Prodromal symptoms vs. early warning signs and clinical action in schizophrenia.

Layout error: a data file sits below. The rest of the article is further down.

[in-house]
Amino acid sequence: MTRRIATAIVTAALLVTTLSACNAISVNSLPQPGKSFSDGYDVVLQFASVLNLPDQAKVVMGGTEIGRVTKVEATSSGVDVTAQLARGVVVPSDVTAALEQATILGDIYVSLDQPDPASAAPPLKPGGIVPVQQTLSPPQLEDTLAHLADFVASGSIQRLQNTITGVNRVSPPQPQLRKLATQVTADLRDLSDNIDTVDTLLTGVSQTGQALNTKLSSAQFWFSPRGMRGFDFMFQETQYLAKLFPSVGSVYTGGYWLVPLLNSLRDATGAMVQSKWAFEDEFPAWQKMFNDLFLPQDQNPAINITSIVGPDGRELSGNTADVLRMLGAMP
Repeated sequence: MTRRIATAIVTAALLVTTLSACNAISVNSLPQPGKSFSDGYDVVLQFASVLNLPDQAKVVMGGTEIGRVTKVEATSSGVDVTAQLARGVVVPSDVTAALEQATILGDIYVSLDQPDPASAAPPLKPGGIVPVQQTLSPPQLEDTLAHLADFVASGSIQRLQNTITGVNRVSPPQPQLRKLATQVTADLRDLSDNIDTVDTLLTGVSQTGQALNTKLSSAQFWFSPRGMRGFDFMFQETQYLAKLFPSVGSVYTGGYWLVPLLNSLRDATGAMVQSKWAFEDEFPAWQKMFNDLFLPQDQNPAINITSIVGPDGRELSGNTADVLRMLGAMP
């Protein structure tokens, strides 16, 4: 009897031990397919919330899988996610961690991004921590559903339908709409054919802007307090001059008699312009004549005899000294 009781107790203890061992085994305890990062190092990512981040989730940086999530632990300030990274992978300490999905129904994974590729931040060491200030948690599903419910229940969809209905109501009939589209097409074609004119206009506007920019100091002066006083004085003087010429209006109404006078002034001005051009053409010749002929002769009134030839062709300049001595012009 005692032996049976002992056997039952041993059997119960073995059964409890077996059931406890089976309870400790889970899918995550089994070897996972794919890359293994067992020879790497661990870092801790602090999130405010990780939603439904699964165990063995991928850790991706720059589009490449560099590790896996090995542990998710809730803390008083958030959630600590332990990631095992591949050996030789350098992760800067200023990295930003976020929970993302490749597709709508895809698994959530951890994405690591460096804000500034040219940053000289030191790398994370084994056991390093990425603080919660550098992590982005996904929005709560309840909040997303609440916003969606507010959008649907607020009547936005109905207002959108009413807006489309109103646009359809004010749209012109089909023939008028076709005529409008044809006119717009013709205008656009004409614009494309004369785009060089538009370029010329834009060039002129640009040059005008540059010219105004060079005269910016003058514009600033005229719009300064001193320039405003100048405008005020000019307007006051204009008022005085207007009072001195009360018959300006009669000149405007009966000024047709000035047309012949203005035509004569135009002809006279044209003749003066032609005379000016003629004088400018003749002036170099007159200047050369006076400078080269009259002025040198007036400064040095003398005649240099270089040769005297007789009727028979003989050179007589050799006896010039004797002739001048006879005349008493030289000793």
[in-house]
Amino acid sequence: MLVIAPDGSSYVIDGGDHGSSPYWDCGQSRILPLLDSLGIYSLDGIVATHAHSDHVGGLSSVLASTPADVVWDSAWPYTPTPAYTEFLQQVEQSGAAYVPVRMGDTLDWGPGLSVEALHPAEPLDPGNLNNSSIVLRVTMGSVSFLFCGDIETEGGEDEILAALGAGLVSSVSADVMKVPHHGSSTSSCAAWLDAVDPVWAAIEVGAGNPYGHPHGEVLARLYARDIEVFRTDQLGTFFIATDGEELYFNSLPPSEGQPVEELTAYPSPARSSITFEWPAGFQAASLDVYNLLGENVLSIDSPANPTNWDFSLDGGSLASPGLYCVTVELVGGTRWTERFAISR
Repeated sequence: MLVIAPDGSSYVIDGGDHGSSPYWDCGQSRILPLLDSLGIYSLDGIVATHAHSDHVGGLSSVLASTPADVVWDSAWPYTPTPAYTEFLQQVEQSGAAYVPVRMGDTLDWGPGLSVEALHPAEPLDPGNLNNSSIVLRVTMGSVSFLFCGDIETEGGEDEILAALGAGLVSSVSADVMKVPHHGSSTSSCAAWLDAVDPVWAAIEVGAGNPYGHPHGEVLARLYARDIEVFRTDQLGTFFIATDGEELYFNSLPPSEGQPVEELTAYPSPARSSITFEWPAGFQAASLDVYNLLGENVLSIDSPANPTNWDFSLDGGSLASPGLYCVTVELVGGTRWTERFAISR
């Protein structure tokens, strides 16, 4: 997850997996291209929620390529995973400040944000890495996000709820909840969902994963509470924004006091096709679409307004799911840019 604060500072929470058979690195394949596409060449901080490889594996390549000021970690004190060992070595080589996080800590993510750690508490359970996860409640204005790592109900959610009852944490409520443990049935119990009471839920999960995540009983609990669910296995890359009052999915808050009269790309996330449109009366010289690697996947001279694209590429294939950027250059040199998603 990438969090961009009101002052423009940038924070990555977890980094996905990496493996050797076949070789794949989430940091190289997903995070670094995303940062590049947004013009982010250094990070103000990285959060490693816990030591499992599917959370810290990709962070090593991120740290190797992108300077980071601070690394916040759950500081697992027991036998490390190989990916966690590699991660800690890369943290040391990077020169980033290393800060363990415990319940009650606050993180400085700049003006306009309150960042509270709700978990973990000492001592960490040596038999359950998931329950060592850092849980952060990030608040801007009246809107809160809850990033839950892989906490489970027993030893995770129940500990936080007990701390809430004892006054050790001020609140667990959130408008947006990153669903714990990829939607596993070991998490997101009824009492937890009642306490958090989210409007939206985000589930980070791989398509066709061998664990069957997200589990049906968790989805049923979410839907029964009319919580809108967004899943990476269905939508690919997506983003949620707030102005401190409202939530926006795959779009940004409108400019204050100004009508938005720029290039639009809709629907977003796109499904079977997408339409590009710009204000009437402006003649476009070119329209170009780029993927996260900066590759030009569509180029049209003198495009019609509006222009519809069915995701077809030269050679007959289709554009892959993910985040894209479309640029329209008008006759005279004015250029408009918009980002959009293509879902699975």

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The term "prodromal symptoms" has traditionally referred to prepsychotic changes in thought, affect, and cognition that precede the initial onset of schizophrenia. Recently, however, the term has been extended into a clinical action context to refer to the early warning signs (EWS) of impending relapse in patients already diagnosed as having schizophrenia. However, recent reports reviewed by Norman and Malla (1995, this issue) use a narrow definition of prodromal symptoms and question their use in the clinical action context. We argue that the dual use of the term "prodromal symptoms" has led to conceptual confusion and to the impression that EWS cannot be used effectively for clinical action. The ability to base clinical action on EWS is central to schizophrenia therapeutics and is the cornerstone of pharmacological strategies based on early intervention. Our review of the evidence suggests that the effective clinical use of EWS depends on (1) the inclusion of both psychotic and nonpsychotic symptoms as EWS; (2) the use of clinician judgment in combination with predefined symptom changes to define the occurrence of EWS; (3) frequent clinical visits; and (4) the use of family or caregiver informants. We therefore suggest that, in the clinical action context, the terminology "early warning signs of impending relapse" should be used instead.